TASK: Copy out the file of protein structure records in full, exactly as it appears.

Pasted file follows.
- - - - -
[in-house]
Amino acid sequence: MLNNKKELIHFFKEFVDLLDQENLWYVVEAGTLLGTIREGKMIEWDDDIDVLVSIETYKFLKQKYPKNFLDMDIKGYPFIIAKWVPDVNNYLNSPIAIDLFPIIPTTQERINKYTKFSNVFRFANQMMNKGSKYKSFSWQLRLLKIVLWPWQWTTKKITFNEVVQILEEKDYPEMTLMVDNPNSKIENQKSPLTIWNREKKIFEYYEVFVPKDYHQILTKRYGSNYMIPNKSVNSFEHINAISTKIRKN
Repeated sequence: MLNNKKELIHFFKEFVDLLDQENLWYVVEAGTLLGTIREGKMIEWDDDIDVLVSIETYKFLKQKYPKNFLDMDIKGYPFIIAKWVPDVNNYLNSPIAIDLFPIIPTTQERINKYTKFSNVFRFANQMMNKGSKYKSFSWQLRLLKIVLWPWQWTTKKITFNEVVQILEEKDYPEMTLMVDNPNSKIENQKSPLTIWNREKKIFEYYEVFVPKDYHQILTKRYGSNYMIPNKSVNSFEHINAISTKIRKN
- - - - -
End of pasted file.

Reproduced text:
[in-house]
Amino acid sequence: MLNNKKELIHFFKEFVDLLDQENLWYVVEAGTLLGTIREGKMIEWDDDIDVLVSIETYKFLKQKYPKNFLDMDIKGYPFIIAKWVPDVNNYLNSPIAIDLFPIIPTTQERINKYTKFSNVFRFANQMMNKGSKYKSFSWQLRLLKIVLWPWQWTTKKITFNEVVQILEEKDYPEMTLMVDNPNSKIENQKSPLTIWNREKKIFEYYEVFVPKDYHQILTKRYGSNYMIPNKSVNSFEHINAISTKIRKN
Repeated sequence: MLNNKKELIHFFKEFVDLLDQENLWYVVEAGTLLGTIREGKMIEWDDDIDVLVSIETYKFLKQKYPKNFLDMDIKGYPFIIAKWVPDVNNYLNSPIAIDLFPIIPTTQERINKYTKFSNVFRFANQMMNKGSKYKSFSWQLRLLKIVLWPWQWTTKKITFNEVVQILEEKDYPEMTLMVDNPNSKIENQKSPLTIWNREKKIFEYYEVFVPKDYHQILTKRYGSNYMIPNKSVNSFEHINAISTKIRKN